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Remy Farrell
Fashion Editor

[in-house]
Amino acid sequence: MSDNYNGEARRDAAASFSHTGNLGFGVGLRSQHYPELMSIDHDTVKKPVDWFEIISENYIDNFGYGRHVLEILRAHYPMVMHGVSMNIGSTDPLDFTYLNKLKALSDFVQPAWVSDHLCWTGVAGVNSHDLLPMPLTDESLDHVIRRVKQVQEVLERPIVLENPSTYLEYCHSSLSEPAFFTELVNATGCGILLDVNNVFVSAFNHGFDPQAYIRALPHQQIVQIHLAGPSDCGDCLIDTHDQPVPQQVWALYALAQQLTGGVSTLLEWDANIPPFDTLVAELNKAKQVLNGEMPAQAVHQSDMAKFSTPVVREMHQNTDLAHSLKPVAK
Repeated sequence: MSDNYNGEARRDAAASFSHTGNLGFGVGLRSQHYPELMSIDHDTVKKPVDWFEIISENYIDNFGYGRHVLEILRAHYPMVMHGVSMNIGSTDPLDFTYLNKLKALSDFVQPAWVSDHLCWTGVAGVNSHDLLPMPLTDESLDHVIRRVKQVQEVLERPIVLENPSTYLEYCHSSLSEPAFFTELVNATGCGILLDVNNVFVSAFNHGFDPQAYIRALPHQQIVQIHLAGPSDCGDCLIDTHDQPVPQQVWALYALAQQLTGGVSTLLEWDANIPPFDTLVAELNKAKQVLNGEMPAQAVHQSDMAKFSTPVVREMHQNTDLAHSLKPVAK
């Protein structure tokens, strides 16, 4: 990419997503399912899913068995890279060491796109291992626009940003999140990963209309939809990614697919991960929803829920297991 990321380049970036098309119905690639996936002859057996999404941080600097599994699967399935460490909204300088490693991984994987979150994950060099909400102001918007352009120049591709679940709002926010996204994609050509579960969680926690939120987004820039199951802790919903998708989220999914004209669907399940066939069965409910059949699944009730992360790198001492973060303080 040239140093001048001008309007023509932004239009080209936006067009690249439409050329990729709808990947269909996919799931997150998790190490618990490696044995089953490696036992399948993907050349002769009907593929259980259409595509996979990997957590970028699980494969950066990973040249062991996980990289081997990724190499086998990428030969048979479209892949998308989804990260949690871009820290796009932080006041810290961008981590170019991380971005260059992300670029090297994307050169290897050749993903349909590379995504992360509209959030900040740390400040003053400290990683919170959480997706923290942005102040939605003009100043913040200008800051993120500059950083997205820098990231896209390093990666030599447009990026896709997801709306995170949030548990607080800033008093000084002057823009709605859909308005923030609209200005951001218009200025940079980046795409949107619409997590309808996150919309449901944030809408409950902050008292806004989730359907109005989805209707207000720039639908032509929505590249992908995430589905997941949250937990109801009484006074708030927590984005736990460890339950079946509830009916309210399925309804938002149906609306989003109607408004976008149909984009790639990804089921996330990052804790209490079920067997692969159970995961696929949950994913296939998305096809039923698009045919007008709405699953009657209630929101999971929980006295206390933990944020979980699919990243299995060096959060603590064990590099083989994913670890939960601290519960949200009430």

Remy Farrell is a London-based shopping editor with nearly 10 years of editorial experience covering fashion, beauty and lifestyle. After graduating with a journalism degree and working on the editorial and fashion teams for titles such as Grazia, Elle, Cosmopolitan and British Vogue, she moved into the luxury e-commerce sector, working as fashion assistant at styling for the social media channels and helping to develop the collections for the in-house brand Iris & Ink. After expanding an assisting and styling portfolio that includes shooting talent such as Gigi Hadid, Victoria Beckham and Miquita Oliver, she also branched out into beauty, creating tried-and-tested reviews and diverse beauty content.In her role as shopping editor at Who What Wear, Remy is interested in discovering new and exciting brands to share with the Who What Wear readership and particularly loves uncovering hidden gems at affordable prices to make shopping accessible to everyone.Born and raised in Sheffield, Yorkshire, Remy moved to London in 2014 and lives in the Docklands with her partner and pug Billie.